- Be willing to invest — your time, your energy, your money — whatever you have. And be willing to outsource. Unless you enjoy and get a great deal of satisfaction out of the work, outsource what is not making you money or drop it, and spend the majority of your time and energy on what is.
- Document your successes. Any approach that works has the potential of becoming a system. Systems are easily repeatable. Replication of a successful, working system will often be the best possible return on your investment. But don't be afraid to tweak and test the system. Just because it works doesn't mean it can't be improved over time.
- Celebrate your successes, too (not just your failures) — but be willing to re-invest. Sure, go ahead and reward yourself for a job well done. You deserve it. But don't be too eager for lavish celebrations that will simply eat up your earnings. Re-invest a reasonable portion to ensure your long-term success.
- Work steady but stay balanced. Balance your work and your schedule. Don't lose sight of who and what all the hard work and money are for. Be willing to take time off for your health, and your family and friends, and (sometimes) just to play.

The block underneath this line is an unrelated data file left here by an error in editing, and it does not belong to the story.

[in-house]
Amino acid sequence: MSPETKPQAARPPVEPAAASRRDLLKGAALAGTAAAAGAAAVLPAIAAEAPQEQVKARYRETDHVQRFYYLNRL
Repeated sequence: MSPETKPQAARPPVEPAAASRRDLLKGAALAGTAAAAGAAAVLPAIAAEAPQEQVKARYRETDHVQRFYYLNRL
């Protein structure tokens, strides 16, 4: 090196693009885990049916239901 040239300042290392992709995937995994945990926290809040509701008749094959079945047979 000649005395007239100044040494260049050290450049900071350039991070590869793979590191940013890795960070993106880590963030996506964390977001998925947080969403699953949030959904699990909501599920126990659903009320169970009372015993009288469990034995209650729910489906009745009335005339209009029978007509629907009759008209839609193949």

That's it. Everything else is a tool. There are useful ones and useless ones and all-shiny-and-new ones, but they are all nothing more than tools.
And we're all just tools when we let ourselves believe anything else.
Let's all try to help each other remember that.
Okay, I have about a million irons in the fire right now, and my mother just recently went into a nursing home and, well, let me just say that it’s been an enormously time-consuming affair as well…
So I guess what I’m saying is that everything’s been getting in the way, lately, of me saying what I wanted to say, or as soon as I intended to say it. So let me apologize in advance for any omissions or mistakes and just get on with it and say it (I promise when I have time, I’ll come back and correct or add to things later if needed).
First off, I firmly believe that the days of easy money by hook and crook on the internet are drawing to a close and that many of this type of marketer are about to run into a huge brick wall, and I’m about to tell you just a couple of reasons why (there are many).